Even with sanctioned permits, commercial cannabis still presents challenges in Nevada County, and a report from the Civil Grand Jury this month uncovered just a fraction of cultivators in compliance with regulations.
David Anderson, the grand jury foreperson, said his panel’s investigation estimates between 3,500 and 4,000 illegal growers are working in the county.
“Currently, 2 to 3% of illegal growers convert to legal, but that means 97% are not in compliance,” Anderson said.
As of now, regulation relies on a Cannabis Compliance Division based on citizen complaints. That division has only two staffers. And since they are unarmed, they could be reluctant to go out in the field to confront illegal growers, Anderson said.
“But they are not required to investigate,” he added. “They only respond to complaints.”
Another obstacle to converting violators to permitted growers are the prerequisites mandated by the state to break into the business, which can be costly, Anderson noted.
“To be permitted your fields must be in an agricultural zone,” he said. “You must also be (Americans with Disabilities Act) compliant. That requires paved roads to the business, compliant restrooms on site, adequate parking and commercial fire alarms.”
It can be costly with permitting fees reaching up to $85,000. And nobody can grow legally until they obtain permits. Meanwhile the process can take four months to complete.
Another hurdle to convince violators to convert to permitted cultivation are the fines, which are low when compared to other counties. Until last month fines were capped at $25,000.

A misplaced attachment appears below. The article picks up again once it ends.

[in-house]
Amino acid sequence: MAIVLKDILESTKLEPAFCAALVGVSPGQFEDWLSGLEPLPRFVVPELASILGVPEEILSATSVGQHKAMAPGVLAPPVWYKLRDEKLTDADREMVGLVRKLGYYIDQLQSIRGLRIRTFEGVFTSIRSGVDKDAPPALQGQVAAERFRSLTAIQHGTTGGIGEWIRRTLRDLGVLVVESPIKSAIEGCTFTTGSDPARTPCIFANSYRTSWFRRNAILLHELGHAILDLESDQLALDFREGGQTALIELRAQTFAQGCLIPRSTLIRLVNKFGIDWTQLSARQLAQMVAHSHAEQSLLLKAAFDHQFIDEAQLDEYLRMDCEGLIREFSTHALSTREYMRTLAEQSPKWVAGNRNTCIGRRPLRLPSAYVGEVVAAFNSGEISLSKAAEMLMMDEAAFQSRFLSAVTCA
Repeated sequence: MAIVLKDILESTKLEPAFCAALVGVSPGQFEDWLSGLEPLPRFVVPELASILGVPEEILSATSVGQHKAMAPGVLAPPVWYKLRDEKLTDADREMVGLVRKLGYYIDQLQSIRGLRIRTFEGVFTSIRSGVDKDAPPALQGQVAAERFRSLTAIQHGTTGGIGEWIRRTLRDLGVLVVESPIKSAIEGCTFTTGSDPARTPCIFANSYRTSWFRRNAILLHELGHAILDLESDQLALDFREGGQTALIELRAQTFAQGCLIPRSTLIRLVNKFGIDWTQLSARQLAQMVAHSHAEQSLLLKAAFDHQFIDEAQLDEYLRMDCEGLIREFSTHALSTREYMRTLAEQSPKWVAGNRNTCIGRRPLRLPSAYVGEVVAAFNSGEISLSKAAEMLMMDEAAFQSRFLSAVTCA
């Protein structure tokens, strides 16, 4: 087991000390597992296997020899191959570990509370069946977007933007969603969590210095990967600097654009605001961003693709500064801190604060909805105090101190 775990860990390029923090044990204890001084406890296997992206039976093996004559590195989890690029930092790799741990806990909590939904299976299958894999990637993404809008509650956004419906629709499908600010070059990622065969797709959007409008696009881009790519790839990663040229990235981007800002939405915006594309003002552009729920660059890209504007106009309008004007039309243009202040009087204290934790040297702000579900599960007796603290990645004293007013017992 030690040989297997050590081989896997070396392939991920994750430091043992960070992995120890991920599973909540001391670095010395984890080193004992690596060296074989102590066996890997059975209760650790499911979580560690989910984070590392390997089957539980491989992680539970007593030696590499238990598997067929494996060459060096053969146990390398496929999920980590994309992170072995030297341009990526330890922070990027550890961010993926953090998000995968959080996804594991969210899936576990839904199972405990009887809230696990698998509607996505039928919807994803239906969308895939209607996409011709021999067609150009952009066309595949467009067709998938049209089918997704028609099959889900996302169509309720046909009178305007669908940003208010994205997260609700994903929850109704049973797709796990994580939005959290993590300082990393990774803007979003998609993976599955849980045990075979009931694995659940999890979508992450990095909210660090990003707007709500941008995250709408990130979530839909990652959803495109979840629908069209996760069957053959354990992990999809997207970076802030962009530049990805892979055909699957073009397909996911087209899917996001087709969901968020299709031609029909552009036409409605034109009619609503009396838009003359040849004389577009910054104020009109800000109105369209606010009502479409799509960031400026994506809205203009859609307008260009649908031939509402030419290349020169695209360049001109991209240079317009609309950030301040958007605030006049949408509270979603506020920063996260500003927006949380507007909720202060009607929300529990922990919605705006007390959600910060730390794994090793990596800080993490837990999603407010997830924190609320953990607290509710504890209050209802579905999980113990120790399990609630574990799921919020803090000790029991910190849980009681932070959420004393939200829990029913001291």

“For some large growers they treat that as just a cost of doing business,” said Anderson. “But now fines are not capped, they have a little more teeth. But total fines in Nevada County were $66,607. Humboldt County has over $3 million in fines. So, you can infer fines are not a big deterrent.”
To mitigate the situation the grand jury first recommends streamlining the permitting process. This may require reconsideration of the paved roads and ADA compliance requirements. But another critical change would be to return enforcement to the Sheriff’s Office. Also needed is a reevaluation of fines.
“Even with the cap removed, they are still relatively low and big growers are willing to pay,” said Anderson. “Also, explore greater use of technology. Humboldt uses a satellite system, and that’s not necessarily expensive.
He added that Humboldt spent about $200,000 for a satellite contract. Some other counties have relied on drones, but issues of invasion of privacy may hold up deployment in Nevada County.
“Even though the Board of Supervisors said it was a priority, we’re not making much progress increasing permitted grows,” said Anderson. “And the fact that reliance on a complaint-based system will not be effective as a proactive compliance system. We put a lot of hard work in this report. Hopefully, it’ll have an effect.”
The grand jury also recommended adding sheriff’s substations in North San Juan and other remote areas. But that would only be done after enforcement was transferred from the compliance division to the Sheriff’s Office.
William Roller is a staff writer with The Union. He can be reached at [email protected]